Cancer Across the Language Barrier
Joselin Barajas learned from an illness in her family that cancer care is not always a culturally sensitive affair. Her pain management research could improve outcomes for Mexican-Americans, especially for her father.
Helping Latino patients manage cancer-related pain is a personal matter for Joselin Barajas.
As the nursing major was investigating research topics in her junior year, doctors diagnosed her father with colon cancer.
“I got to witness a lack of resources in Spanish as far as health literacy,” said the Fort Worth native. Barajas was born in the United States, but her parents are from Michoacán, a western state in Mexico’s interior.
Watching her father deal with the piles of information in hospitals, Barajas saw the disconnection. “I know that the way cultures approach health care is very different.”
When reading printed materials about chemotherapy, nutrition and pain management, Barajas saw mounds of confusion. “[The materials] kind of leave it in the medical jargon instead of focusing it into normal-people language.”
“In health care, that’s kind of the priority – you have to individualize the care plan to the patient”
One medical flier indicated a need for a patient to address advanced directives, which is the term for end-of-life instructions when patients are no longer able to make decisions about their health. Barajas said the concept does not exist in Mexican hospitals.
After the direct translation of advanced directive, the paperwork included the English words in parentheses. “If they don’t know what the Spanish translation [means], I don’t know what the English being there is going to help,” Barajas said.
As an honors student in the Harris College of Nursing, Barajas appreciated TCU’s holistic approach to health care instruction that takes into account the emotional experience of wellness. She joined the McNair Scholars program, a federally funded effort to lead underrepresented populations into graduate school. The John V. Roach Honors College and McNair require an undergraduate research project, so as Barajas began her clinical rounds for nursing school, she pondered potential topics.
While doctors treated her father with surgery and chemotherapy, Barajas and her mother noticed he underestimated his pain. He insisted on working throughout the treatment regimen, denying that the disease was incapacitating him in any way, despite a change in personality and sleeping habits. Barajas said such stoicism is common among Mexican men. “It’s kind of perceived in that culture that you endure the pain,” she said. “It’s something that’s going to happen.”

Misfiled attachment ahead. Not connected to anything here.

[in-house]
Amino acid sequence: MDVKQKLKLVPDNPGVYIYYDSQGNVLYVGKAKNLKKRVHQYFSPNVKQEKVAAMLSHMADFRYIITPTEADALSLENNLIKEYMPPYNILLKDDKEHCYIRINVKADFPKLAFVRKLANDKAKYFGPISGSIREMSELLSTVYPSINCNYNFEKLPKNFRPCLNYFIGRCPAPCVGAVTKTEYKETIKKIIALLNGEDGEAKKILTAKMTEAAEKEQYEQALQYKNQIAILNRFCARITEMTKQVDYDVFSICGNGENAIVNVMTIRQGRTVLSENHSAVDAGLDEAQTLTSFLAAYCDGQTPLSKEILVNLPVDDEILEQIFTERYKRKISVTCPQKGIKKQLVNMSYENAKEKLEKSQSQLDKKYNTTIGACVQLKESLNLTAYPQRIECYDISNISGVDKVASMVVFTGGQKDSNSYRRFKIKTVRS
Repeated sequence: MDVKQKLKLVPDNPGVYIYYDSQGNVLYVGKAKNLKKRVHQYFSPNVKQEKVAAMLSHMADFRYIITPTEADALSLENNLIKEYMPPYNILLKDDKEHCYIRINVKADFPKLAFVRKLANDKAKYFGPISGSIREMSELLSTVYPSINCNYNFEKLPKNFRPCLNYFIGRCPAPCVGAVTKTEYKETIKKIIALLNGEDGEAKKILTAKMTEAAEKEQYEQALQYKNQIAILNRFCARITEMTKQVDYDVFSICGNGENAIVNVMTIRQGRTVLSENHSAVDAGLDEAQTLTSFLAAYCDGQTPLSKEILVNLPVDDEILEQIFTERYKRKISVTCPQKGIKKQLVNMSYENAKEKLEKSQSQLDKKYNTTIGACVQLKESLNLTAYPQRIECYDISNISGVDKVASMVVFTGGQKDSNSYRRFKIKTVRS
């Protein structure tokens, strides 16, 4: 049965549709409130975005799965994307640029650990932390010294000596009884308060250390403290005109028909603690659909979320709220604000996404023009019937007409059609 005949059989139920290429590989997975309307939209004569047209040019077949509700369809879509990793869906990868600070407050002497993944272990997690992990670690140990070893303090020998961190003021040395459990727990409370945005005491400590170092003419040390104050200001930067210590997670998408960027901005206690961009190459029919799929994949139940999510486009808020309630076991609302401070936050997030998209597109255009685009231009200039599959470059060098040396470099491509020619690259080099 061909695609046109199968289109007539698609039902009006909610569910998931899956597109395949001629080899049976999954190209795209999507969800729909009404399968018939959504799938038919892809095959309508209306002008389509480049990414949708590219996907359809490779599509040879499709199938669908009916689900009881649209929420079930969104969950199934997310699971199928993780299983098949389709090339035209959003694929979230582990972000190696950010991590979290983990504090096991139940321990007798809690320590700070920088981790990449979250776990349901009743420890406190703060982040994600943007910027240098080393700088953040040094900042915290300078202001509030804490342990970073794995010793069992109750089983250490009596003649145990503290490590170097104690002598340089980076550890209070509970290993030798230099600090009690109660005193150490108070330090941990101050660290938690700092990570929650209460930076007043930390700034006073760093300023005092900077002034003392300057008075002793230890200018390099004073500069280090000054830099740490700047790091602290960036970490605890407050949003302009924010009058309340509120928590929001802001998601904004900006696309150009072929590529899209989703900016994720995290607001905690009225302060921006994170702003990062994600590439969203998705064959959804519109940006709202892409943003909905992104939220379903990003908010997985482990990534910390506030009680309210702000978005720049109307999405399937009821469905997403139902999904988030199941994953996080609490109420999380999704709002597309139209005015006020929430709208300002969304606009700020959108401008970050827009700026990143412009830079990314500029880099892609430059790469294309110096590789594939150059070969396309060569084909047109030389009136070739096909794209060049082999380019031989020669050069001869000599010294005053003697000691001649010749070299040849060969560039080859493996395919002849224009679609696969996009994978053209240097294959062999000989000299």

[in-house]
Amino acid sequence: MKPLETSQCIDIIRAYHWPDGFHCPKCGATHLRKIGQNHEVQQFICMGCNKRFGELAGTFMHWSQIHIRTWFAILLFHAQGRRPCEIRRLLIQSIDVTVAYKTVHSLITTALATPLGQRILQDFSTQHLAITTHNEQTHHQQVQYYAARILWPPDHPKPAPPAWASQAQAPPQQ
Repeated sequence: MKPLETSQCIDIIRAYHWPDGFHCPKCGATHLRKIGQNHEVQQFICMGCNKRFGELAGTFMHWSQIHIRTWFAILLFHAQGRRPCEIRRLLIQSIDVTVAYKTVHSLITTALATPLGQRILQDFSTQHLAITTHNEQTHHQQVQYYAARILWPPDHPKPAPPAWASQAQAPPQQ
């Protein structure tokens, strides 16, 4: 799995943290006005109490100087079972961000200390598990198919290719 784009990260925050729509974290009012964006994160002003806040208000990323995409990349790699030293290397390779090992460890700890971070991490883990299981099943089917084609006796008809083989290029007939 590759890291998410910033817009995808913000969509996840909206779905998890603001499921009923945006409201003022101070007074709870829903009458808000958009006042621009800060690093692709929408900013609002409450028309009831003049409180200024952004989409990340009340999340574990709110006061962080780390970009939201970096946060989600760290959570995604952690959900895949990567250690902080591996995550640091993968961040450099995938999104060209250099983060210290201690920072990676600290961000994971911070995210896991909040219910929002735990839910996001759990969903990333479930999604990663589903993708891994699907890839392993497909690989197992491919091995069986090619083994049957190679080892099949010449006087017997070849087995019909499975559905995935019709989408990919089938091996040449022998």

“I know that the way cultures approach health care is very different.”
In witnessing her father’s struggles, Barajas decided her research should focus on helping people like him navigate the health care system, specifically in understanding pain management materials.
The honors student worked with Jo Nell Wells, a professor of nursing who has 15 years of experience in studying cancer experiences among Mexican-American patients.
Barajas’ literature review showed her father’s confusion about treatment was not unique. “If you just hand [Latino men] literature, it is not going to be as effective as if you just sit down and have a one-to-one conversation.”
Her research design includes translating from English cancer pain management materials, which discuss medicines, nutrition and occupational therapy. After distributing the translated printouts to a test group, she will revisit the patient participants few weeks later to determine how much information they retained. She also will collect anecdotes about how well her translated and culturally specific materials worked.
At the end of the research project, Barajas plans to create a video outlining different options for managing pain while dealing with cancer. Knowing that some people prefer to listen rather than read, she would like to create a usable tool for Spanish speakers.
In conducting her research, Barajas noticed that groups other than Latinos are underserved in the health care system. When treatments are tailored toward certain racial and ethnic groups, health care providers sometimes assume commonalities within those groups that may not exist.
“In health care, that’s kind of the priority – you have to individualize the care plan to the patient,” she said. “It’s hard to do with everyone because everyone has different backgrounds, cultures, beliefs, but it’s something that maybe we need to think about a little more.”
As for Barajas’ father: “He is doing well,” she said. His cancer is in remission.